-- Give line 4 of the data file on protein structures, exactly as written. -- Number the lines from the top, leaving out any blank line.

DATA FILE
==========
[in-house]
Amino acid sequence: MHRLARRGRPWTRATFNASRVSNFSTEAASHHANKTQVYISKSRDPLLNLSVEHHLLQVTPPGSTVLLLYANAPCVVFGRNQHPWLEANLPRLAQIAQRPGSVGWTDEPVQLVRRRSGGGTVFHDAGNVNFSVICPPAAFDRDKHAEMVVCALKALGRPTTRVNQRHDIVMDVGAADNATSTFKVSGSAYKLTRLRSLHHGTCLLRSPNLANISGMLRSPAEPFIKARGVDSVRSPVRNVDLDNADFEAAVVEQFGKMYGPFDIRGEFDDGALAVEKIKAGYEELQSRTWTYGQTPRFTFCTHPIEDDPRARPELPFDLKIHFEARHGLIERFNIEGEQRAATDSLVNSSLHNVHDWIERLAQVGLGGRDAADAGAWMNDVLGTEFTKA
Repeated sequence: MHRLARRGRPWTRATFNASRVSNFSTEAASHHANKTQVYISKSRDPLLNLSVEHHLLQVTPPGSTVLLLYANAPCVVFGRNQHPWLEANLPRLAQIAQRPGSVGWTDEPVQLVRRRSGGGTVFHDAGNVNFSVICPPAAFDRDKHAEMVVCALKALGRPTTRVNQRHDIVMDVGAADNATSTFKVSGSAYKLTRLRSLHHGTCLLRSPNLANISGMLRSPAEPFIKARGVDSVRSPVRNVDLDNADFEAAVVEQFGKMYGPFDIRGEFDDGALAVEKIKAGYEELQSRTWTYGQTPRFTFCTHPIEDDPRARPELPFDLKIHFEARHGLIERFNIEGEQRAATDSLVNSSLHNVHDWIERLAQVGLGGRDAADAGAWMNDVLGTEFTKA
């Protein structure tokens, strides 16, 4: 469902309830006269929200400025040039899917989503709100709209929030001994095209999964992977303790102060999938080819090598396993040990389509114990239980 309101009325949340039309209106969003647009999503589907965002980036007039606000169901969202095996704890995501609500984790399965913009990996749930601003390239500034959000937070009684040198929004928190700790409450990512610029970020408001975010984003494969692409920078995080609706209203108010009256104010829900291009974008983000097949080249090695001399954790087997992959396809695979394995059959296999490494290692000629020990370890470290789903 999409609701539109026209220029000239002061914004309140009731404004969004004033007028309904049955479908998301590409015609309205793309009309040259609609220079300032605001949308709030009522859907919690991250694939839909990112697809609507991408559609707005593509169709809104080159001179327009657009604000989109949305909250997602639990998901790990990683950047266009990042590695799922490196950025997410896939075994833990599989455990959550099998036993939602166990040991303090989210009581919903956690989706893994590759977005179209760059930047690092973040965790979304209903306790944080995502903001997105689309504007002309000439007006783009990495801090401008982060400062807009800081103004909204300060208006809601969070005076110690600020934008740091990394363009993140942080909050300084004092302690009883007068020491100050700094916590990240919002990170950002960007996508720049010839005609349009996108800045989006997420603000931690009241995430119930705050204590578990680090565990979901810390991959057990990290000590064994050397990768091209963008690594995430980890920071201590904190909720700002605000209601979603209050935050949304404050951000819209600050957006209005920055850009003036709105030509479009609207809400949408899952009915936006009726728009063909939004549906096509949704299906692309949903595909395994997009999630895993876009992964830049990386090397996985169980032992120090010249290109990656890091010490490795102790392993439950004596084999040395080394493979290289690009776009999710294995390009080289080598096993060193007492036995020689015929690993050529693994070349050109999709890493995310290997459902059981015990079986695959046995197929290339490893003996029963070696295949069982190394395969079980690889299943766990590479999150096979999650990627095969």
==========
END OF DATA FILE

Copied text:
């Protein structure tokens, strides 16, 4: 469902309830006269929200400025040039899917989503709100709209929030001994095209999964992977303790102060999938080819090598396993040990389509114990239980 309101009325949340039309209106969003647009999503589907965002980036007039606000169901969202095996704890995501609500984790399965913009990996749930601003390239500034959000937070009684040198929004928190700790409450990512610029970020408001975010984003494969692409920078995080609706209203108010009256104010829900291009974008983000097949080249090695001399954790087997992959396809695979394995059959296999490494290692000629020990370890470290789903 999409609701539109026209220029000239002061914004309140009731404004969004004033007028309904049955479908998301590409015609309205793309009309040259609609220079300032605001949308709030009522859907919690991250694939839909990112697809609507991408559609707005593509169709809104080159001179327009657009604000989109949305909250997602639990998901790990990683950047266009990042590695799922490196950025997410896939075994833990599989455990959550099998036993939602166990040991303090989210009581919903956690989706893994590759977005179209760059930047690092973040965790979304209903306790944080995502903001997105689309504007002309000439007006783009990495801090401008982060400062807009800081103004909204300060208006809601969070005076110690600020934008740091990394363009993140942080909050300084004092302690009883007068020491100050700094916590990240919002990170950002960007996508720049010839005609349009996108800045989006997420603000931690009241995430119930705050204590578990680090565990979901810390991959057990990290000590064994050397990768091209963008690594995430980890920071201590904190909720700002605000209601979603209050935050949304404050951000819209600050957006209005920055850009003036709105030509479009609207809400949408899952009915936006009726728009063909939004549906096509949704299906692309949903595909395994997009999630895993876009992964830049990386090397996985169980032992120090010249290109990656890091010490490795102790392993439950004596084999040395080394493979290289690009776009999710294995390009080289080598096993060193007492036995020689015929690993050529693994070349050109999709890493995310290997459902059981015990079986695959046995197929290339490893003996029963070696295949069982190394395969079980690889299943766990590479999150096979999650990627095969």